Special prosecutor to be appointed for Indiana attorney general groping investigation

Marion County Prosecutor Terry Curry explains to reporters Tuesday in Indianapolis that he's received judicial approval for a special prosecutor to handle any criminal charges arising out of the Indiana Attorney General Curtis Hill groping investigation. By law, Hill currently is representing Curry's office in multiple civil lawsuits challenging the constitutionality of various Indiana laws.

INDIANAPOLIS — If the Indiana inspector general's investigation of alleged sexual misconduct by Attorney General Curtis Hill warrants criminal charges, the case will be filed and pursued by a soon-to-be-appointed special prosecutor.

Inspector General Lori Torres, who typically refers cases of state employee malfeasance to the capital city prosecutor, is investigating whether Hill groped four General Assembly employees of both political parties, including state Rep. Mara Candelaria Reardon, D-Munster, at an Indianapolis bar following the March 15 adjournment of the General Assembly's annual session.

Marion Superior Judge Lisa Borges on Tuesday granted a request by Marion County Prosecutor Terry Curry to have a special prosecutor handle any criminal matters involving Hill as a defendant to avoid the appearance of impropriety.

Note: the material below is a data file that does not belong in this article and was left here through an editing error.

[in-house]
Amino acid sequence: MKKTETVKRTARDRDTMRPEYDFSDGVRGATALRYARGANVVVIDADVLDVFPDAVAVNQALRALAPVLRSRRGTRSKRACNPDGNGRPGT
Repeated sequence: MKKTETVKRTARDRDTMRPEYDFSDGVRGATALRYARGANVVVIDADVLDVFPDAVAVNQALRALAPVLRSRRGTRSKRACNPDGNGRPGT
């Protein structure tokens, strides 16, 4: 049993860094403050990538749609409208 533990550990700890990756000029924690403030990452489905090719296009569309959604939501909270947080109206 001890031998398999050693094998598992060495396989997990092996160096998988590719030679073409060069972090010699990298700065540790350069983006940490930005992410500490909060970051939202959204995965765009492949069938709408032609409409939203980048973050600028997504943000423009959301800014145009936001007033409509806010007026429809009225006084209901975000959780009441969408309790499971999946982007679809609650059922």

Curry, a Democrat, explained to reporters that the Republican attorney general currently is representing the prosecutor's office in two high-profile lawsuits involving challenges to Indiana's civil forfeiture statute and the state's recently enacted abortion "complications" reporting mandate.

"By law, the attorney general is required to represent any prosecutor who has been sued in a civil action," Curry said.

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"We are a client of the attorney general's office, and it would be entirely inappropriate for our office then to turn around and participate in a criminal investigation of the attorney general."

Curry said he had no information about the alleged incident other than what he's read in press reports.

But he said he's "facilitated contact between the inspector general's office and the sex crimes unit of the Indianapolis Metropolitan Police Department, should the inspector general seek the assistance of IMPD in her investigation."

The attorney general has denied any wrongdoing. He's repeatedly rejected calls for his resignation from Republican Gov. Eric Holcomb and the Republican leaders of the Indiana House and Senate.

Hill also has said he doubts the inspector general's investigation will be fair, since she is a Holcomb appointee.

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